This scarce antiquarian book is a facsimile reprint of the original. Due to its age, it may contain imperfections such as marks, notations, marginalia and flawed pages. Because we believe this work is culturally important, we have made it available as part of our commitment for protecting, preserving, and promoting the world's literature in affordable, high quality, modern editions that are true to the original work.
"synopsis" may belong to another edition of this title.
Editor's comments on new edition of Mary Antin
Mary Antin, The Promised Land, first published in 1912 by the prestigious Boston firm Houghton Mifflin Company, after excerpts of it had appeared in the Atlantic Monthly, is the most famous American immigrant autobiography. Its author Mary Antin was born on 13 June 1881 in Polotzk, the daughter of Israel and Esther Weltman Antin. Three years after her father emigrated from Russia to the United States, the mother followed with the four children, arriving in Boston on the Polynesia on 8 May 1894. From that time on, Mary Antin1s life was deeply intertwined with Boston. The Jewish-American Antin family lived first on Union Place, then in Revere, and later on Arlington Street in Chelsea where Mary and the younger siblings started to go to Public School, whereas her sister "Fetchke/Frieda" (or Fannie, her later married name was Lasser) who was only a year older than Mary had to work as a seamstress. Mary Antin's teacher Mary S. Dillingham brought about her first publication of the composition "Snow" (the original of which is at the Boston Public Library) in the journal Primary Education. The publication of an Antin poem on George Washington in the Boston Herald followed. It was through writing letters that Antin began her career as a writer of books. Shortly after the transatlantic voyage Mary wrote a long and detailed account for her maternal uncle Mosche Hayyim Weltman. It was Miss Dillingham and her father, who, she writes "between them persuaded" her to translate the Yiddish letter. Later the philanthropist Hattie Hecht connected Antin with Philip Cowen and Israel Zangwill, and the result was an English adaptation of the letter (with the help of Reform Rabbi Solomon Schindler) in the American Hebrew. In 1899, it appeared as a book that misspelled the name of her home town, From Plotzk to Boston, with a glowing introduction by Zangwill, who was to become best known for his popular melodrama The Melting-Pot (1908). The essayist Josephine Lazarus--Emma Lazarus's sister--reviewed the volume for the Critic and became friends with Antin who had also been admitted by the headmaster Mr. Tuttle (called Tetlow in The Promised Land) to the prestigious Boston Latin School for Girls. The family had moved from a gloomy apartment at 11 Wheeler Street (later torn down and replaced by Turnpike Towers) to the slum on Dover Street (now East Berkeley Street), and Mary associated with the South End Settlement House of Edward Everett Hale--famous for such works as "The Man Without a Country" (1863)--sat model for his daughter Ellen Day Hale, and became a member of the Natural History Club. There she met Amadeus William Grabau (1870-1946) who was finishing his doctoral work in geology and paleontology at Harvard. They were married, apparently against Antin1s father1s wishes, in Boston on 5 October 1901, and soon took up residence in New York where Grabau was appointed first as a lecturer and in 1905 as professor at Columbia University. Antin never finished Latin School, and therefore could only take a few college courses as a special student. Their daughter, Antin's only child Josephine Esther Grabau, was born on 21 November 1907. On Antin's 30th birthday, the Grabaus moved to a large house in Scarsdale where several of Antin's relatives, among them her sister Fannie Lasser also lived with them. It was during her Scarsdale years that Antin published short stories, essays, and her books The Promised Land (1912) and They Who Knock at Our Gates (1914), with a combined sale of over 100,000. After some successful years as a writer and Progressive lecturer (who was booked by the Boston agency The Players), Antin suffered a nervous breakdown, her marriage broke up, and she lived in poorer circumstances in later years, published little, and died on 15 May 1949. Her husband left Columbia University in 1919 and went to teach in China where he died in 1946.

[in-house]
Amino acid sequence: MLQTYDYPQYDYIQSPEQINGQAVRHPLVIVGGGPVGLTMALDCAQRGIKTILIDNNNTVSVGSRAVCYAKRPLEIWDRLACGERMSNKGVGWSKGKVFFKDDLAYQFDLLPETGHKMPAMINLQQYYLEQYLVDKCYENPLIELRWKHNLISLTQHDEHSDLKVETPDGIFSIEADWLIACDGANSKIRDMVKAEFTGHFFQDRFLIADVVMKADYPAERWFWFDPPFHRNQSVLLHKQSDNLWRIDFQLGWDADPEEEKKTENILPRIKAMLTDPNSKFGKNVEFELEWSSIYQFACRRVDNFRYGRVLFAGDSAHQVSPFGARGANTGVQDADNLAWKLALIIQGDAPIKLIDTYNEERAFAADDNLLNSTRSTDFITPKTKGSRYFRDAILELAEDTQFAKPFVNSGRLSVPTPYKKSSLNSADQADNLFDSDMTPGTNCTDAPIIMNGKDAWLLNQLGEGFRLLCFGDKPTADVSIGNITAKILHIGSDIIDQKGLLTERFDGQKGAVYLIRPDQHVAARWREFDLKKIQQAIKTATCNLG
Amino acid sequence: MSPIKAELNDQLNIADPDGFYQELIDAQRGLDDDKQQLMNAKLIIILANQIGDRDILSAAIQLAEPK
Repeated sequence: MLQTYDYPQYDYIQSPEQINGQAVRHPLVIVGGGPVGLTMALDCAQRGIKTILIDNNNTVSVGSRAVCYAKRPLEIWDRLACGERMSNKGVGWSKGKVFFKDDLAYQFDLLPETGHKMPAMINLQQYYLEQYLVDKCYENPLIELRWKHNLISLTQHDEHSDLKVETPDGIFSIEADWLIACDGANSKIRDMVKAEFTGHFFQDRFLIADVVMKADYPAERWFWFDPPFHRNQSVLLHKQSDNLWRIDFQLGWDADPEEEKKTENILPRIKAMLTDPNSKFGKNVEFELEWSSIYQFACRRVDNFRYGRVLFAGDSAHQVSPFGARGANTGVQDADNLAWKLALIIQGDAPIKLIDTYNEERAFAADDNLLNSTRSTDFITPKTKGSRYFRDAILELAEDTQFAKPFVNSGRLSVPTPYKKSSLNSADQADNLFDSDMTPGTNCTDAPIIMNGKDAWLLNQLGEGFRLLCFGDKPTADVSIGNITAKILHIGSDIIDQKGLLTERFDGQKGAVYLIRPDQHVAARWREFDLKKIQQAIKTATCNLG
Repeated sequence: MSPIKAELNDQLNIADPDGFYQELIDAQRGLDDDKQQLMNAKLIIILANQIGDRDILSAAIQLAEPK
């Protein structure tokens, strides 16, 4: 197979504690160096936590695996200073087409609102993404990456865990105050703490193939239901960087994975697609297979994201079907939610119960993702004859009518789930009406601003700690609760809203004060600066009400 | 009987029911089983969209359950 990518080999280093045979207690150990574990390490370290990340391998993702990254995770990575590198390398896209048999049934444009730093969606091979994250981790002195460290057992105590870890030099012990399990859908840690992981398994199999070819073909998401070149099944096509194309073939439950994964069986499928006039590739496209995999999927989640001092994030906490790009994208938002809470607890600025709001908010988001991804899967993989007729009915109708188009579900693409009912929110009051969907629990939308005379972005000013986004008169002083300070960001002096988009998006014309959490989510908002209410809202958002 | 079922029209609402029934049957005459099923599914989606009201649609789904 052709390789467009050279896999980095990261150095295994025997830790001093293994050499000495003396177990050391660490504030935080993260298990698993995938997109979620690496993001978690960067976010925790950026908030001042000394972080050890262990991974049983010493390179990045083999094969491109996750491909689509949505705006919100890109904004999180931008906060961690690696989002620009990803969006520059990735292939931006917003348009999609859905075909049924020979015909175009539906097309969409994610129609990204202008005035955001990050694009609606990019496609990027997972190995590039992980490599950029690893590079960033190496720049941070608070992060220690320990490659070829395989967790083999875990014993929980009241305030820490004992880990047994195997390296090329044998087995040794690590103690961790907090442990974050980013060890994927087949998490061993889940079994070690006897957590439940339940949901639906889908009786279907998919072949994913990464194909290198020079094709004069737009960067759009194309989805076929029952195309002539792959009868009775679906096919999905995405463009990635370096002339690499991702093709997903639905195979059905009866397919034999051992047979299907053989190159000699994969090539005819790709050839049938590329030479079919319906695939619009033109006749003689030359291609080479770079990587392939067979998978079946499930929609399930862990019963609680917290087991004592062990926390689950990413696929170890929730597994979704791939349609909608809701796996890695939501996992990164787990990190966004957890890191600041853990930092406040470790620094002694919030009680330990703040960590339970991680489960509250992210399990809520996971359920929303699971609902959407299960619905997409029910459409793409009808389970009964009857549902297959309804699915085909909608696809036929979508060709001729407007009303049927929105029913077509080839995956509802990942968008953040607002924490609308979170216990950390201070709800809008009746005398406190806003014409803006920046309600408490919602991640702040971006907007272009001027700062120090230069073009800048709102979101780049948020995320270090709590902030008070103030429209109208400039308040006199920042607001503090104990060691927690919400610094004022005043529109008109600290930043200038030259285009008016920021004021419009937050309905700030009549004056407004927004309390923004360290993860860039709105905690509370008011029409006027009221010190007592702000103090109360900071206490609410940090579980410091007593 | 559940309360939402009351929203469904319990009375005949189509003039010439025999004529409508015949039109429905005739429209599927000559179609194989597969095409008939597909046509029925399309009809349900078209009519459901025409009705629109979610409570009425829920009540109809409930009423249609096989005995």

"About this title" may belong to another edition of this title.
(No Available Copies)
If you know the book but cannot find it on AbeBooks, we can automatically search for it on your behalf as new inventory is added. If it is added to AbeBooks by one of our member booksellers, we will notify you!Create a Want